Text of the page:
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"iTunes makes music disposable. It makes it a faceless impulse item. It steals its soul."
IT SMELLS LIKE VICTORY
Tony Brummel Says iTunes Is the Enemy
With the much-anticipated Hawthorne Heights album, a potential #1 debut, streeting on Feb. 28, Victory RecordsTony Brummel, always an outspoken dude, felt it was time to explain his unwillingness to make any of his label’s music available in the iTunes Music Store. The following guest editorial represents Tony’s opinions and his only.  
 

My thoughts on iTunes from the beginning (and why we are not in business with them):

1) Apple/iTunes do not care about independent labels or, for that matter, the record industry. Without the music industry, their site and their iPods are useless. Why did the major labels bend over and super serve Steve Jobs free content without negotiating a % of each iPod sale, variable pricing of singles (if the labels CHOOSE to make one available from an album) and other say in how the content is sold? Has anyone looked into any stock option kickbacks here? Since when do record companies give their content away without extracting an advance? If the major record companies wanted to take a stand they would PULL their content. But, if they all pulled their content in unison, Apple would claim collusion… I say, pull it anyway. The defective hard drives are making people deaf as it is.

2) I absolutely believe that allowing people to cherry-pick the tracks they want from each album cannibalizes full-length album sales and is ultimately detrimental to the artists who created the music.

3) If only 4% of this business is iTunes, who cares? Focus on the 96% which is traditional retail. Traditional retail supports music 1,000 times more than iTunes does. If someone does not want to leave their house, they can go to our webstore, Amazon or the hundreds of other online sites that sell music. For the very casual consumer. there are digital consumption models that will work when and if properly deployed. People are using iTunes because they like the iPod. When Dell or Samsung makes a better device, iTunes will lose relevancy.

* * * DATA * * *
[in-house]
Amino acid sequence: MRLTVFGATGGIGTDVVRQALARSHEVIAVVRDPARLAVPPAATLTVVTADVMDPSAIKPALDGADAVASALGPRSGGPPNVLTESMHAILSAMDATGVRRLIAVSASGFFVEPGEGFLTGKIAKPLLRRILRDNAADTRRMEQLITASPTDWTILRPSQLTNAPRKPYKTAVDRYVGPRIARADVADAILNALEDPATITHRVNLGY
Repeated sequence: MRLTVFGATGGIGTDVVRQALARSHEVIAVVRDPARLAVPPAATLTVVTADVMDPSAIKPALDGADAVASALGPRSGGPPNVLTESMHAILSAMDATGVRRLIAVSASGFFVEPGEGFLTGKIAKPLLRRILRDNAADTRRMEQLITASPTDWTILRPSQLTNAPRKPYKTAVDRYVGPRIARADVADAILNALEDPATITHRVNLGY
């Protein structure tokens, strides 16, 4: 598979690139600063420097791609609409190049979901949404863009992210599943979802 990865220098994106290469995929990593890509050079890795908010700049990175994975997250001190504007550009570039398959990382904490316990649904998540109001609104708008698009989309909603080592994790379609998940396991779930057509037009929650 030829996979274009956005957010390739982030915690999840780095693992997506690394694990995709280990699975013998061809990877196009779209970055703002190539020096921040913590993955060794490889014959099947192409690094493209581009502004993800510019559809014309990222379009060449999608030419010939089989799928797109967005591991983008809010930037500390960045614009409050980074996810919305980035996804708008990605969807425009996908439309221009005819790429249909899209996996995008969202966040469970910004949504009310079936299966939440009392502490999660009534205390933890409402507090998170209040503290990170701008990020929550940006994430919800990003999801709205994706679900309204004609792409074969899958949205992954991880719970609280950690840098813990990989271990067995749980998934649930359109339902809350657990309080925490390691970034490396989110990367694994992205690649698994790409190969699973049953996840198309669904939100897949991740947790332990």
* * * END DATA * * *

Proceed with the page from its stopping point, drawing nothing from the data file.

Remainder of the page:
4) It is important for people to experience the entire album. Not just a track(s). The artist went into the studio and created a body of work. If you were buying a painting from Picasso, would you have said, “Look Pablo. I like this painting man. But I only like that corner part with the tree and the guy’s finger. How about you chop off that corner and I give you $1 instead of $10 for the painting? Is that cool? I really do not care about the rest of what you were trying to convey in that piece of work.” The artwork, the lyrics, the sequencing of the album typically tell a very important story. It is a work of art! If people are being conditioned to not listen to albums in this way, they are nullifying the entire musical experience…at least in our genre as a rock label. As the owner of a label, my favorite tracks are never the singles! Often, it is the most esoteric songs on the album that have the most depth and meaning (musically and lyrically), and you typically are not exposed to that song until you have played the album through 15-20 times. Great songs take time to sink in and you have to be exposed to them in order to make that happen.

iTunes makes music disposable. It makes it a faceless impulse item. It steals its soul.

Aside from all of the above, I have and will never sign a deal with any company that tells me, “The deal is non-negotiable. Go to our site, download the Agreement, sign it and fax it to us. Everyone is paid the same amount (really…) and has the same terms. Regardless, we will not insert or include any Most Favored Nations language in the Agreement to back this up.”

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